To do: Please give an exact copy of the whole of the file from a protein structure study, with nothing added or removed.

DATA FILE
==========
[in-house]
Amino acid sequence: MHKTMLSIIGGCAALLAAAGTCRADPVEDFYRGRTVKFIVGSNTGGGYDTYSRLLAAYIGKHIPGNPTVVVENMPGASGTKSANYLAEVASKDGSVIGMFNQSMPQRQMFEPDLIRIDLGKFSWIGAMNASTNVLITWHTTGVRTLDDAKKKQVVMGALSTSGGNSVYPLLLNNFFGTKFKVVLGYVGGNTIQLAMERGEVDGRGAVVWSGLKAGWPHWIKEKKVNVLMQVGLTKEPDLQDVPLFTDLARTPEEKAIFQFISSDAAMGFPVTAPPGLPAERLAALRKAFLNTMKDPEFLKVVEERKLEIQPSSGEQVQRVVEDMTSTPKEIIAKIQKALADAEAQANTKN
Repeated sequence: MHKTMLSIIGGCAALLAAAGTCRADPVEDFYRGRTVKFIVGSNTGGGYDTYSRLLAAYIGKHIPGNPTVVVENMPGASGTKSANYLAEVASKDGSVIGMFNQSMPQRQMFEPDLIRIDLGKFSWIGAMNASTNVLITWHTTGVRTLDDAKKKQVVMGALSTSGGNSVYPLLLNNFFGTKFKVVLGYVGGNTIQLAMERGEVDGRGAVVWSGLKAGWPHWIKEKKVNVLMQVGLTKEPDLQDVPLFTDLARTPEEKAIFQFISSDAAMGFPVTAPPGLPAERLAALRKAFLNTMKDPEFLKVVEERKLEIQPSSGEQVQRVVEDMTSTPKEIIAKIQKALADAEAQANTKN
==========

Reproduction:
[in-house]
Amino acid sequence: MHKTMLSIIGGCAALLAAAGTCRADPVEDFYRGRTVKFIVGSNTGGGYDTYSRLLAAYIGKHIPGNPTVVVENMPGASGTKSANYLAEVASKDGSVIGMFNQSMPQRQMFEPDLIRIDLGKFSWIGAMNASTNVLITWHTTGVRTLDDAKKKQVVMGALSTSGGNSVYPLLLNNFFGTKFKVVLGYVGGNTIQLAMERGEVDGRGAVVWSGLKAGWPHWIKEKKVNVLMQVGLTKEPDLQDVPLFTDLARTPEEKAIFQFISSDAAMGFPVTAPPGLPAERLAALRKAFLNTMKDPEFLKVVEERKLEIQPSSGEQVQRVVEDMTSTPKEIIAKIQKALADAEAQANTKN
Repeated sequence: MHKTMLSIIGGCAALLAAAGTCRADPVEDFYRGRTVKFIVGSNTGGGYDTYSRLLAAYIGKHIPGNPTVVVENMPGASGTKSANYLAEVASKDGSVIGMFNQSMPQRQMFEPDLIRIDLGKFSWIGAMNASTNVLITWHTTGVRTLDDAKKKQVVMGALSTSGGNSVYPLLLNNFFGTKFKVVLGYVGGNTIQLAMERGEVDGRGAVVWSGLKAGWPHWIKEKKVNVLMQVGLTKEPDLQDVPLFTDLARTPEEKAIFQFISSDAAMGFPVTAPPGLPAERLAALRKAFLNTMKDPEFLKVVEERKLEIQPSSGEQVQRVVEDMTSTPKEIIAKIQKALADAEAQANTKN